My India 2: Dutch expertise in agriculture
In the series: "My India", ambassador Stoelinga writes about 'his' India. This month he talks about dutch expertise in agriculture.
When I arrived in New Delhi four months ago, the Embassy driver saw my first name in my passport and said: “mr Ambassador, I have to inform you that your first name Alphonsus is the name of a mango variety in India. Luckily enough for you it’s one of our best mangos.”
Actually, I came to use the mango as a symbol for an activity on which India and the Netherlands are working together to our mutual benefit. In the Netherlands no mangos are grown, but the Dutch consumer can find mangos in the supermarket all year long. Mangos are being imported from Brazil, Egypt, Mali, India and other countries. An effective and efficient supply chain with cold storage capacities brings the mangos crispy fresh over thousands of miles onto the dish of Dutch families.
As the economy of India is growing at a high pace, consumer demand in the country is equally increasing in quantity and quality. There is an enormous need for supply chain infrastructure, for cold storage capacity and supply chain management. At the moment a very high percentage (up to 30%) of fruits, vegetables, chicken, meat and eggs are lost at some point or at some moment in the supply chain in India.
Recently parliament in New Delhi approved Foreign Direct Investment in multibrand retail and many huge supermarket chains are expected to invest heavily in India. It is clear that for those supermarkets to function, the supply chain infrastructure will have to be boosted.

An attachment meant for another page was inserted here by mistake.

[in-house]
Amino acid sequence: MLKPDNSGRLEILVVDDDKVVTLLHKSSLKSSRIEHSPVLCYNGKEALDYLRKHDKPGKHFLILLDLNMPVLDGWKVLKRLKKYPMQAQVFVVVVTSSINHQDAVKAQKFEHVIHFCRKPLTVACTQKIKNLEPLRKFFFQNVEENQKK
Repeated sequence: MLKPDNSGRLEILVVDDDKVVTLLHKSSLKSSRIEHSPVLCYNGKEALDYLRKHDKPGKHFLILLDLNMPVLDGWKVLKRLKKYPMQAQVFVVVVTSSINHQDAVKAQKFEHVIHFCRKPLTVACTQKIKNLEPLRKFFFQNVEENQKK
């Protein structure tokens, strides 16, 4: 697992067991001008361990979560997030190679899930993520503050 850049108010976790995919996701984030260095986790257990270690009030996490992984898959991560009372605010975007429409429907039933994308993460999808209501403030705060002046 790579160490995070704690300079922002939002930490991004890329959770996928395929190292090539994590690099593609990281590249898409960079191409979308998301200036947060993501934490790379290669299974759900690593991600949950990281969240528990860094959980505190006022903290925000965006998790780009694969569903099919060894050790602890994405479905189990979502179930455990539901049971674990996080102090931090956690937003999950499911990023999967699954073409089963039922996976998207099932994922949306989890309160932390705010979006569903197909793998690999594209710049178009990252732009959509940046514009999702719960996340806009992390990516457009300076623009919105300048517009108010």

Take meat: the government of India decided to bring the daily intake of animal protein from 10 to 20 gramme per capita per day. Consequently the average per capita meat consumption in the country will increase rapidly. The government also decided to modernise the abattoir capacity in the country in order to bring it into line with international hygiene standards. Together with the Indian authorities the Netherlands Embassy in New Delhi agreed to set up a train-the trainers-course in meat processing for participants from municipalities and universities. Also a modern abattoir will be built in Uttar Pradesh, serving as a centre of excellence inspiring and motivating other such investments around the country.
This reflects the way we engage with stakeholders in the agriculture sector
and indeed in other sectors in India. The objective is to promote collaboration
between the Dutch and Indian private sector, in close cooperation with the
Indian and Dutch authorities.
Apart from the agriculture sector (agro-food and horticulture) the Netherlands focuses on eight other sectors for enhancing its business relations with India: water and water knowledge, logistics, creative industry, energy, life-sciences and health, chemicals, high tech systems and promotion of investments from India in the Netherlands. For more information: www.businessguideindia.nl